I applied for a job, here in Bijeljina, from my home in Wales. When I was offered a teaching position, I came immediately with very little idea of what to expect. I am very glad I did it. I knew very little about the Balkans, culture here, or the long history – and I have only now scratched the surface. If you would like to see a part of Europe that is very distinct and rarely travelled, come to Bosnia. Despite, its recent history, Bosnia is a very welcoming place, with a very low crime rate. You can walk in town late at night or travel without any problems.
Bijeljina is a town of about 60,000 people. It has big shops, bars, restaurants and all the things that you would find in any western town. The Seal School here is in a large two storey building. The facilities are excellent, all class rooms have white boards and CD players, there are two large televisions with DVD players, and of course there is continuous internet access. The other three schools are also well equipped – all with extensive collections of literature and text books.
Courses are taught from beginner to advanced English [there are also German and Italian courses]. It is easy to organize classes, as they follow the Longman ‘Cutting Edge’ course books. If you aren’t familiar with these – they are excellent – exercises are well designed and interesting, and there is an accompanying teacher’s book [so you don’t have to think on your feet]. Generally teaching groups are small and friendly – usually between 6 and 12 students per class. The students are generally very good at English, and seem to really appreciate having a native speaker as their teacher.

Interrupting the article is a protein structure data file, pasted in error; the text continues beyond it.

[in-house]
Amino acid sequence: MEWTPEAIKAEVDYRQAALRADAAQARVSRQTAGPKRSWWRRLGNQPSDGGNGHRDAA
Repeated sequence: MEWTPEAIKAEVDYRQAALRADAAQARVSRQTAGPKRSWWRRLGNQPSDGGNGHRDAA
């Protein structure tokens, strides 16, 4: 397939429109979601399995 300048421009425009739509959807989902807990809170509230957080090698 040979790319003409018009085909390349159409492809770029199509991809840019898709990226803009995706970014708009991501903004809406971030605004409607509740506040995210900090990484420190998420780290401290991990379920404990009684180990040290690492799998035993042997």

As a foreigner here you are made to feel like a novelty. People make you at home, and are genuinely interested in where you come from. I have been eating a lot here. Meals are generally very good, and very reasonably priced, but I quite often get my food from one of the local bakeries. Fresh bread, and specifically fresh pies are a speciality.
I find it very interesting to talk to people about the past, of course I don’t dwell on the awful things [which are unimaginable], but it is very good to hear about people’s experience of life here. I am particularly interested in the fact that communism existed here until recently.
The scenery in Bosnia varies massively. Bijeljina is in the flat land, whereas Sarajevo for example is in a very mountainous region – where people can ski throughout the winter.
I have also been teaching in Brcko, a town about half an hours drive from Bijeljina. I drive there twice a week and enjoy listening to music on the journey and seeing the huge river that divides Bosnia and Croatia. The majority of students that I have taught have been very nice. It makes life satisfying when you know that the people you are teaching really want to learn. Being here has been a great experience, both for teaching, and culturally. I am now more confident and more self sufficient than I was before: it’s a very healthy feeling.